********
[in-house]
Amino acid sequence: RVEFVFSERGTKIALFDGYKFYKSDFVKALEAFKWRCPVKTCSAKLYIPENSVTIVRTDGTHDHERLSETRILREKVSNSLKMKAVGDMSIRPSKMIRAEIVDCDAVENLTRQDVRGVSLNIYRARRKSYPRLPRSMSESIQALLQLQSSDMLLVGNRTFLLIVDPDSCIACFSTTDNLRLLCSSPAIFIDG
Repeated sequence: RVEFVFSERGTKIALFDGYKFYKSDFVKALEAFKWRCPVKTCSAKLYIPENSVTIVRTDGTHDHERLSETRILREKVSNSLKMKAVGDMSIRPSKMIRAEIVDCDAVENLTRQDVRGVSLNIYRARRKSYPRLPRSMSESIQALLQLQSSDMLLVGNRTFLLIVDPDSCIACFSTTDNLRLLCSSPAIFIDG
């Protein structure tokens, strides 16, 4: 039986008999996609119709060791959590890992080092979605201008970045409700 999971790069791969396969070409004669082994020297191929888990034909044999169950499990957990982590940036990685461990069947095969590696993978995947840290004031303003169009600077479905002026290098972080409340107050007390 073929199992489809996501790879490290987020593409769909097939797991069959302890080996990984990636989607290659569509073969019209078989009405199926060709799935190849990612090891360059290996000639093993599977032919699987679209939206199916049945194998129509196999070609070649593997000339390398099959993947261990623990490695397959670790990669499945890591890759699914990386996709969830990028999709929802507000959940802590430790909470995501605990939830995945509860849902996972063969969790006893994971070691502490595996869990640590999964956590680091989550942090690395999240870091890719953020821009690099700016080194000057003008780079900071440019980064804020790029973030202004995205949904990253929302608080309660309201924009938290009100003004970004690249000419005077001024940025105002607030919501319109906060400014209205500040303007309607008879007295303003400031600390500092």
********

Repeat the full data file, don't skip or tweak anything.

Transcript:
[in-house]
Amino acid sequence: RVEFVFSERGTKIALFDGYKFYKSDFVKALEAFKWRCPVKTCSAKLYIPENSVTIVRTDGTHDHERLSETRILREKVSNSLKMKAVGDMSIRPSKMIRAEIVDCDAVENLTRQDVRGVSLNIYRARRKSYPRLPRSMSESIQALLQLQSSDMLLVGNRTFLLIVDPDSCIACFSTTDNLRLLCSSPAIFIDG
Repeated sequence: RVEFVFSERGTKIALFDGYKFYKSDFVKALEAFKWRCPVKTCSAKLYIPENSVTIVRTDGTHDHERLSETRILREKVSNSLKMKAVGDMSIRPSKMIRAEIVDCDAVENLTRQDVRGVSLNIYRARRKSYPRLPRSMSESIQALLQLQSSDMLLVGNRTFLLIVDPDSCIACFSTTDNLRLLCSSPAIFIDG
């Protein structure tokens, strides 16, 4: 039986008999996609119709060791959590890992080092979605201008970045409700 999971790069791969396969070409004669082994020297191929888990034909044999169950499990957990982590940036990685461990069947095969590696993978995947840290004031303003169009600077479905002026290098972080409340107050007390 073929199992489809996501790879490290987020593409769909097939797991069959302890080996990984990636989607290659569509073969019209078989009405199926060709799935190849990612090891360059290996000639093993599977032919699987679209939206199916049945194998129509196999070609070649593997000339390398099959993947261990623990490695397959670790990669499945890591890759699914990386996709969830990028999709929802507000959940802590430790909470995501605990939830995945509860849902996972063969969790006893994971070691502490595996869990640590999964956590680091989550942090690395999240870091890719953020821009690099700016080194000057003008780079900071440019980064804020790029973030202004995205949904990253929302608080309660309201924009938290009100003004970004690249000419005077001024940025105002607030919501319109906060400014209205500040303007309607008879007295303003400031600390500092």